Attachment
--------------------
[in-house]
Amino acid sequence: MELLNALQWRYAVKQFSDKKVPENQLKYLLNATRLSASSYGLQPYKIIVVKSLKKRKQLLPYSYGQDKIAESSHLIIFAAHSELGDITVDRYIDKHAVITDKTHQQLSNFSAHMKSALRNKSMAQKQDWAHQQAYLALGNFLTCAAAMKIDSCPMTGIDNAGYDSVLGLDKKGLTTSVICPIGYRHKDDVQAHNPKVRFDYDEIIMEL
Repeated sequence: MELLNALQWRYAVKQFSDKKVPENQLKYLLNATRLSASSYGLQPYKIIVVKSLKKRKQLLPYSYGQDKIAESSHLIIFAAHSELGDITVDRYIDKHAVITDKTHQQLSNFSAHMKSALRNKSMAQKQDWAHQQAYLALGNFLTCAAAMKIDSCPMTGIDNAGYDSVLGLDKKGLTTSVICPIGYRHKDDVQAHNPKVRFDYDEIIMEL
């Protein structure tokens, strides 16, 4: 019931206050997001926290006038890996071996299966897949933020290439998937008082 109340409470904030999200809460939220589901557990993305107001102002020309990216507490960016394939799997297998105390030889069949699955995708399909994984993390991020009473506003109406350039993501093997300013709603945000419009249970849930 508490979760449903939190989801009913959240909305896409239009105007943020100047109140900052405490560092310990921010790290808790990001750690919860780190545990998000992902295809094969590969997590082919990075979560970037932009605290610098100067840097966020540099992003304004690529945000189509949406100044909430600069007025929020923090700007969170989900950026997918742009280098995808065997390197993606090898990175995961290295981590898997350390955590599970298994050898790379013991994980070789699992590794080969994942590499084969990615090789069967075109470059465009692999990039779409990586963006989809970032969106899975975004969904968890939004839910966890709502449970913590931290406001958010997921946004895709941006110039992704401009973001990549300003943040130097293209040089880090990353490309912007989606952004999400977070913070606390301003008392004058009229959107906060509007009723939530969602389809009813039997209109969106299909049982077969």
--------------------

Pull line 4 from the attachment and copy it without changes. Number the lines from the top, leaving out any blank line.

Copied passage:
């Protein structure tokens, strides 16, 4: 019931206050997001926290006038890996071996299966897949933020290439998937008082 109340409470904030999200809460939220589901557990993305107001102002020309990216507490960016394939799997297998105390030889069949699955995708399909994984993390991020009473506003109406350039993501093997300013709603945000419009249970849930 508490979760449903939190989801009913959240909305896409239009105007943020100047109140900052405490560092310990921010790290808790990001750690919860780190545990998000992902295809094969590969997590082919990075979560970037932009605290610098100067840097966020540099992003304004690529945000189509949406100044909430600069007025929020923090700007969170989900950026997918742009280098995808065997390197993606090898990175995961290295981590898997350390955590599970298994050898790379013991994980070789699992590794080969994942590499084969990615090789069967075109470059465009692999990039779409990586963006989809970032969106899975975004969904968890939004839910966890709502449970913590931290406001958010997921946004895709941006110039992704401009973001990549300003943040130097293209040089880090990353490309912007989606952004999400977070913070606390301003008392004058009229959107906060509007009723939530969602389809009813039997209109969106299909049982077969």